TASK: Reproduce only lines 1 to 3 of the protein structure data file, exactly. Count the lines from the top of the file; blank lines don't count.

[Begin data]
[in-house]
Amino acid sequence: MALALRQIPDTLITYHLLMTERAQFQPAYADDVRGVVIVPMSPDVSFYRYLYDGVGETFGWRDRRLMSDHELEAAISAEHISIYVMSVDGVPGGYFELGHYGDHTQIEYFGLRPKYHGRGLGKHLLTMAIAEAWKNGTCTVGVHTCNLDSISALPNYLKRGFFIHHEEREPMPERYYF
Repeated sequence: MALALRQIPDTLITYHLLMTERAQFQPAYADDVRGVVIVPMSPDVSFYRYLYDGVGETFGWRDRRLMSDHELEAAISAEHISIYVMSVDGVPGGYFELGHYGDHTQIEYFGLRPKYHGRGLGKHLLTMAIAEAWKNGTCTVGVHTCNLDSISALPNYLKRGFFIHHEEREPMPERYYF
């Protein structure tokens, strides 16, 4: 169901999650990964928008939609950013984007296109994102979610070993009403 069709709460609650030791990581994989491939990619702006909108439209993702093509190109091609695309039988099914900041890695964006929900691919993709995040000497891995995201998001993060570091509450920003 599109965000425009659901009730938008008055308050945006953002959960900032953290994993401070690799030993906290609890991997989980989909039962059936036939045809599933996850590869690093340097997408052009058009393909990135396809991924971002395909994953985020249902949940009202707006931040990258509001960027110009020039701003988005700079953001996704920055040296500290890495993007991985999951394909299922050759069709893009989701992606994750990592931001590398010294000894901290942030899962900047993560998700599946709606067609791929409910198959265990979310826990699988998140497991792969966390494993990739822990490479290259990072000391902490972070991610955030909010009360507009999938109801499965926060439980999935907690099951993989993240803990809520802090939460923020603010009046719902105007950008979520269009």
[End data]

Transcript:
[in-house]
Amino acid sequence: MALALRQIPDTLITYHLLMTERAQFQPAYADDVRGVVIVPMSPDVSFYRYLYDGVGETFGWRDRRLMSDHELEAAISAEHISIYVMSVDGVPGGYFELGHYGDHTQIEYFGLRPKYHGRGLGKHLLTMAIAEAWKNGTCTVGVHTCNLDSISALPNYLKRGFFIHHEEREPMPERYYF
Repeated sequence: MALALRQIPDTLITYHLLMTERAQFQPAYADDVRGVVIVPMSPDVSFYRYLYDGVGETFGWRDRRLMSDHELEAAISAEHISIYVMSVDGVPGGYFELGHYGDHTQIEYFGLRPKYHGRGLGKHLLTMAIAEAWKNGTCTVGVHTCNLDSISALPNYLKRGFFIHHEEREPMPERYYF